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GMAT Orange Percentage ProblemTerry has some oranges. Out of that, 4% were thrown away, 80% of the remaining oranges were sold and he is now left with 96 oranges. What was the initial number of oranges with him?

A) 100
B) 200
C) 300
D) 350
E) 400

Solution: This is a Percentages question. Let us take variable X as the total number of initial oranges with Terry.

Oranges thrown away: 4%*X

Remaining oranges: 96%*X

Oranges sold: 80%*96%*X

Total oranges left: 96 oranges

The equation for total number of oranges is therefore,

X – (4%*X + 80%*96%*X) = 96

=> X – (0.04X + 0.8*0.96*X) = 96
=> X - 0.77X = 96
=> 0.23X = 96
=> X = 300

Correct Answer: C


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Gyan OneGyanOne is an...


At a contest with 1,500 participants, 1/2 of the people are aged 8 to 12. Next year, the number of
people aged 8 to 12 will increase by 1/3. After this change, what percentage of the total 1,500 people will the 8 to 12 year olds represent?

A. 33%
B. 40%
C. 50%
D. 55%
E. 66.66%

Answer

Total Participants: 1500

This Year: Ages 8 to 12 - 750
Next Year: Ages 8 to 12 - 750 + 1/3 x 750 = 750 + 250 = 1000

Choice E: The new percentage is 1,000/1,500, or 2/3, which corresponds to 66 2/3%.

Categories : Percents

Two Common GMAT Percentage MistakesThe topic of percentages is one of the easiest that you will tackle on the GMAT. We are all accustomed to calculating percentages in our daily lives, and any potential question on this topic would seem to be a cakewalk to most. While that is generally true, there are also some traps and pitfalls that the GMAT will lay down for you. Be careful not to get caught in them! Here are some handy tips, tricks, and trap warnings to help you negotiate your way around GMAT questions on this topic:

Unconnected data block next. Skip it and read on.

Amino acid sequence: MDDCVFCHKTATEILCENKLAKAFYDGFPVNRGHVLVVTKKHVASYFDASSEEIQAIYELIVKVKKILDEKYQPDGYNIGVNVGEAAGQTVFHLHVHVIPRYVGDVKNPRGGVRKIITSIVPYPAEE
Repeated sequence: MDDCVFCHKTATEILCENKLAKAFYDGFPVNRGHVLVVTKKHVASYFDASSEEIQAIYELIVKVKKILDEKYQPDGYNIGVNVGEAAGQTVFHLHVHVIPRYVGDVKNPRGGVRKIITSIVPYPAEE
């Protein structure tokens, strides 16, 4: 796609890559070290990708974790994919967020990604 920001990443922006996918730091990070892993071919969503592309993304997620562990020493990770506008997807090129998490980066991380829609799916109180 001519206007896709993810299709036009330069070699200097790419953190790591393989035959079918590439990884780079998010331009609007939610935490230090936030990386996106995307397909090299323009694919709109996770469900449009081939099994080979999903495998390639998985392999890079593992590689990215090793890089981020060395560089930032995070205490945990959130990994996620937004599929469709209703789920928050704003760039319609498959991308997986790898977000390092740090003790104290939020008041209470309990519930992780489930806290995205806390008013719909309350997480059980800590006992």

Error Type 1: Using the wrong base when calculating percentage change

The percentage increase in a quantity when it is increased by a certain amount is [(new value – old value)/old value] x 100. Similarly the percentage decrease is [(old value-new value)/old value] x 100. This point seems to be fairly obvious. However, an exam situation can play tricks on anyone and cause them to make silly mistakes in a hurry.

A common error involves taking the new value in the denominator. If the price of a product increases from 120 to 140, the percentage increase is (20/120)*100 = 16.67%, not (20/140)*100...


Word OfOne of the smallest and least noteworthy words in the English language, the word “of” is crucial to your success on the GMAT, on both the quantitative and verbal sides of the exam. It is of great importance that you recognize these two common appearances of, and traps set by, the word “of“:

1) Sentence Correction

In Sentence Correction questions, the word “of” is usually employed as a modifier, which the GMAT often throws in to lengthen sentences and distract you from subject-verb agreement errors. Consider the following items:

The number of applicants to business schools are increasing given the current economic climate.

The House of Representatives are meeting this week to continue working on an environmental bill.

In each instance, the subject is actually the singular noun before the word “of” – “of applicants to business schools” just tells us “which number?”, and “of Representatives” simply indicates “which House?”. The authors of the GMAT know that examinees are often unsure of which noun to choose as the subject; by using the word “of” to set up modifiers with multiple nouns, the writers can exacerbate this problem. If you...